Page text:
Microsoft mugged over VC-1 codec patent terms


By Faultline
Published Saturday 14th April 2007 12:02 GMT

Comment We meet people on the various IPTV, mobile TV and web video circuits who always comment that VC-1, after a flying start, has fallen back and that pretty much these days the codec of choice is either VP6 from On2 Technologies for web video and H.264 for everything else, with no VC-1 in sight.

Just over three weeks ago the MPGE LA issued a final license for the Microsoft-inaugurated VC-1 codec, after forming a group to assess essential patents and to discuss terms for it, back in March 2004, the process taking precisely three years.

The license may in fact only be a license by which Microsoft can pay everyone else fees. There are no less than 16 separate companies that are deemed to have patents that are essential for VC-1 to work, the latest addition to the 15 company list that was first issued last August, being Korean number three handset maker, Pantech Curitel.

Between them they speak for 125 separate patents that are listed in the license, and a total of two of these are allocated to Microsoft. Every other supplier of essential technology including Daewoo, France Telecom, société anonyme (which presumably includes patents from close associates of France Telecom also) Fujitsu, Philips, LG, Matsush*ta, Mitsubishi, NTT Pantech Curitel, Samsung, Sharp, Sony, Telenor, Toshiba JVC, have more patents at stake that Microsoft (except for two of the above) and many of them have many more.

Effectively Microsoft has been mugged by the attempt to make its VC-1 technology a standard through the Society of Motion Picture and Television Engineers. In so doing it had to reveal how its codec technology worked, and offer a license, and in going to the respected MPEG LA as a patent pool agent, it exposed its technology to all the know how that went into licensing the MPEG 2 and MPEG 4 Level 10 AVC/H.264 codec that has stolen the market.
continued here


Distinguished Member
A question and answer from AVS:

Originally Posted by Maxpower1987
I am not trying to be inflammatory, but I was wondering what MS thinks about the patent decision that was recently made by the MPEG-LA awarding just two out of the 125 patents used in VC-1 to Microsoft?

I will understand if the answer is no comment.

Originally Posted by amirm
Actually, it is a good question. I think it is important to note how the process works here. The patent pool administered by MPEG-LA only includes issued patents. And it is up to each company to provide their patents to be evaluated against the standard as otherwise, they won’t be included in the list, even if they read on the spec. So this is not the case of us showing them 100 patents, and them "awarding" two of them.

Microsoft currently has many patents for VC-1 technology under application status, as it takes five years or more for patents to be granted. Therefore, we expect Microsoft’s patent position with respect to VC-1 to increase significantly over the next few years. More important than the sheer number of patents, however, is the level of innovation reflected in those patents. Many of the patents in the current list refer to older codec algorithms, whereas Microsoft’s patents and pending patent applications reflect the core innovations in the codec.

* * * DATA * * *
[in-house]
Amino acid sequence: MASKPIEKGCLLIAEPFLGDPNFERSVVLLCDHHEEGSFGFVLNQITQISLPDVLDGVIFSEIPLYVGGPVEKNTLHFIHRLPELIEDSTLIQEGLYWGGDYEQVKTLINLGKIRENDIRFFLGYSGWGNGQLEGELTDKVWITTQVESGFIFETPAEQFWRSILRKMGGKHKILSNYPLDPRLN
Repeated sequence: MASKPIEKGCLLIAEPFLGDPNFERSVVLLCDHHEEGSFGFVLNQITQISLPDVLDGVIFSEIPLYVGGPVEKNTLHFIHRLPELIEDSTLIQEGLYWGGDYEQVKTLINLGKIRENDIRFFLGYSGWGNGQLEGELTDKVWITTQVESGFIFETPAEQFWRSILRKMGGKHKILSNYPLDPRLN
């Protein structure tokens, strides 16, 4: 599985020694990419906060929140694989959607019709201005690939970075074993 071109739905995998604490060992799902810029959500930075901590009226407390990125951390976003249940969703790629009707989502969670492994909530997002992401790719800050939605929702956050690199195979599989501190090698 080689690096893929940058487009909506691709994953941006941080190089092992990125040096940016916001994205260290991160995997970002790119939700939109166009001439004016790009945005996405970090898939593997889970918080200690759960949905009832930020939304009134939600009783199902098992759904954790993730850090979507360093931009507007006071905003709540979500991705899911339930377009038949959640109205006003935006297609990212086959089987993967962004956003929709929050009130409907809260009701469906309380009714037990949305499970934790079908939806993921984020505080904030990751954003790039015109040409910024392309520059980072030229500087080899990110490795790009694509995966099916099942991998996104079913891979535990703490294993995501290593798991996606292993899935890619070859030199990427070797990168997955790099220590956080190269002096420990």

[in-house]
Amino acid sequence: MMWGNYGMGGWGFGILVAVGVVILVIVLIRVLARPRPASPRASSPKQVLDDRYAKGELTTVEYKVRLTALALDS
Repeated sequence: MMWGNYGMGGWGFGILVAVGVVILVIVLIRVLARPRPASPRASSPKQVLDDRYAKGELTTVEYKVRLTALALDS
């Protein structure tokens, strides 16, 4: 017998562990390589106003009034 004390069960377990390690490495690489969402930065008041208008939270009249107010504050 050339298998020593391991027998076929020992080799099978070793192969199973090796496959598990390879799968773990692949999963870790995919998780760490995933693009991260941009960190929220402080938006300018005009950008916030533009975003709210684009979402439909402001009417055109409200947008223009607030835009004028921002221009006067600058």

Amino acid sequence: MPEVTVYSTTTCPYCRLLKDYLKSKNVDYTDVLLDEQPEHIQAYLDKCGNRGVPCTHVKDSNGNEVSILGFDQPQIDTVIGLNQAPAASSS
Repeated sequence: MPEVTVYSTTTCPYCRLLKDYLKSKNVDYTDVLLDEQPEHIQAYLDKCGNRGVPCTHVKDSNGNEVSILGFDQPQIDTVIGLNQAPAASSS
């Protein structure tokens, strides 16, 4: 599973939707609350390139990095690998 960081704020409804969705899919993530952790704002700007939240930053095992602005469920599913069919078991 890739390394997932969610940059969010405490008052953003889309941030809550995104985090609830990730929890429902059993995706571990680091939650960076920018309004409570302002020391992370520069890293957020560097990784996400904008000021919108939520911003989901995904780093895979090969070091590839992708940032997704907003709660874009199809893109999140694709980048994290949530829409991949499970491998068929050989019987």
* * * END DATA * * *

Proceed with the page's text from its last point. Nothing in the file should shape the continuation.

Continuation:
The same is true of other pools btw. Some 150 companies contributed to AVC for example but I believe only 25 are represented in MPEG-LA pool today. As the new entrants have their patents granted and they choose to participate in AVC pool, the list will grow and percentage of patents from each company will change.


Well-known Member
its a good read that, but the patents microsoft have outstanding are not taken in consideration to be fair. these probaly have to do with the process of reducing the bitrate while maintain most of the quality. Just not the cash generater they perhaps hoped for and vc-1 usage looks in recline in its sector but no doubt will gain a foothold again once downloads become the norm in years to come.

"So after all this time the two technologies, considered by many so similar as to be identical, now cost virtually the same to license as one another, much to the chagrin of Microsoft's and contradicting its earlier statements. The intervening period of uncertainty has pretty much left VC-1 encoding only scarcely used, except a little on the web, with the exception of its use as an option in both High Definition DVD standards HD DVD and Blu-ray. But this only came about as a snub to the MPEG4/H.264 license, which at the time was thought to be too expensive."

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